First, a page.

We are on our way to the future. Not that we know what will happen, but we’ve been looking at the broad patterns of history. Most likely, they will repeat themselves…and surprise everyone.
Over the last few days, we’ve looked at three of them.
First, stocks go up and down in a cycle that seems to last 30-40 years, peak to peak. Stocks have been falling since October.
Movers and shakers can move and shake the stock market. Most investors are hoping they can keep prices moving up forever. But it’s never happened. Every boom is followed by a bust.
Would it surprise you to see prices cut in half? It shouldn’t. It happened 10 years ago…and 19 years ago…and 53 years ago; on that last go-round, stocks lost 80% of their value over a 14-year slump.
Bonds go up and down in a similar cycle — but it takes twice as long.
Interest rates hit a low in the late 1940s. The next low didn’t come until 2016 — a lifetime later. Since then, bonds have been falling, too. Again, the feds can do mischief in the bond market, but they can’t stop the credit cycle.
Would it surprise you to have to refinance your house at a 10% interest rate? It shouldn’t. At the last top in yields, in 1980, homeowners were lucky to get mortgages below 18%.
There is also a political pattern. It is much less obvious. And the politicians themselves deny it; they claim they can get whatever outcome the people want.
And most citizens believe them. If things go bad, they think the ‘wrong’ party got in office…or it made ‘mistakes.’ They believe politicians will eventually get it right…after they’ve exhausted other possibilities.
Here at the Diary, though, we’re serenely cynical.
We count on the sun to rise in the morning. We trust our burgers to be edible. And we expect the markets and the feds to do predictable things. In the present context, for example, there is almost no chance that the Fed will normalise interest rates.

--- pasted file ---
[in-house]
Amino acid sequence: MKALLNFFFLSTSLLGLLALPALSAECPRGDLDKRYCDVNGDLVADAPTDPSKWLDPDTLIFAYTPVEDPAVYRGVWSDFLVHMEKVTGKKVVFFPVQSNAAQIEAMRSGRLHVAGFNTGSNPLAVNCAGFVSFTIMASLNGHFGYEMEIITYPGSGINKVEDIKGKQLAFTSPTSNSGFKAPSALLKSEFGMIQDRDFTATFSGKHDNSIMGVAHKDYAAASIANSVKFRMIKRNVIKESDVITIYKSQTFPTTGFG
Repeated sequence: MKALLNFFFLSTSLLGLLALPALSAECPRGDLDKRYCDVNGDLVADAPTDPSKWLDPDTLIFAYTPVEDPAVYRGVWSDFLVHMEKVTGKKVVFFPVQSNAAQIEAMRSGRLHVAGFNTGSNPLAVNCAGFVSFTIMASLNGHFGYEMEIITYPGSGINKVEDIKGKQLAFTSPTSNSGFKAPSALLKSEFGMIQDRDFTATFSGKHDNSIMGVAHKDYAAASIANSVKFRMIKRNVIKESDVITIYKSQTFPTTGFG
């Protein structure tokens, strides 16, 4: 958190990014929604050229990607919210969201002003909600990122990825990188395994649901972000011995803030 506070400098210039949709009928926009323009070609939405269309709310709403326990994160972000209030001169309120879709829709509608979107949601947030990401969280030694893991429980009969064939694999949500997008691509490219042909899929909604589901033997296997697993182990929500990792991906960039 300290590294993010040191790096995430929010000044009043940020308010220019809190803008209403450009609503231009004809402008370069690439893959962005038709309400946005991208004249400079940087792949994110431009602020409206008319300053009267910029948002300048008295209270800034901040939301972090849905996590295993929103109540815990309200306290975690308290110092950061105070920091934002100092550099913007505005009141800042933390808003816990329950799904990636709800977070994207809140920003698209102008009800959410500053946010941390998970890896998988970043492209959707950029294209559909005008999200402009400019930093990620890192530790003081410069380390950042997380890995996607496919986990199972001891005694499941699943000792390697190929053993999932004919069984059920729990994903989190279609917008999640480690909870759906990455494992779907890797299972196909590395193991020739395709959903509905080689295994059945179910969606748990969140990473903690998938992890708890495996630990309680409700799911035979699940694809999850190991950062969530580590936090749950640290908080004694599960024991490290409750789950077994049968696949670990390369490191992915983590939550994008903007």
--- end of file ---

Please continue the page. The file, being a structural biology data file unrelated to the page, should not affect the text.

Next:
And there is almost no chance that Congress and the White House will reduce spending or raise taxes — even to prevent a death spiral of debt and inflation. Once underway, empires, love affairs, and financial calamities have to run all the way to the end.
In America today, it is almost impossible — politically — to cut government spending or to raise taxes. That leaves debt as the only way forward.
Over the last two years, US federal debt rose by about twice as much as GDP. Those were supposed to be boom years. And the House, Senate, and White House were under the control of the Republicans, who were supposed to be concerned with fiscal rectitude.
This year, the deficit is projected to be around $1 trillion. And now, with the economy sinking towards recession, markets ready to crash, and a Democratic majority in the House, hold your breath; it’s trillion-dollar deficits…and rising…from here to eternity.
As you know, the money system is corrupt, unfair, and misleading. Oh, Dear Reader, weren’t you paying attention?
We’ve looked at how it bids up prices for financial assets but leaves wages untouched. Feeding the new, counterfeit currency into the asset markets, we explained, the feds boosted the wealth of the rich by some $30 trillion since 1980.
The middle and lower classes, who did not own financial assets, didn’t get a penny. And today, the typical working stiff has to schlep for twice as long to pay for the typical house or pick-up truck.
‘Well, if the system is so unfair,’ comes the challenge, ‘how come it has lasted nearly half a century?’
Ah, but that’s the point, Dear Reader. The system endured because it was unfair, not in spite of it. It did the work it was meant to do on behalf of the people who ran it.
There are always some people who get control of the government and figure out how to use it for their own benefit.
That was true of the Big Man in prehistoric tribes. It was true of the chiefs, kings, and emperors who dominated governments in early historic times.
And it is true of the elites who dominate the US government today. Today, the emphasis is on fraud over force. But the goal is the same: to separate the outsiders from their power, money, and status.
And to that end, no more cunning, more elegant, or more effective flimflam has ever been developed than America’s fake money system. It’s shimmied some $30 trillion from the middle classes to the elite. And not one person in 10,000 knows he’s been scammed.
But then what happens? Tune in tomorrow…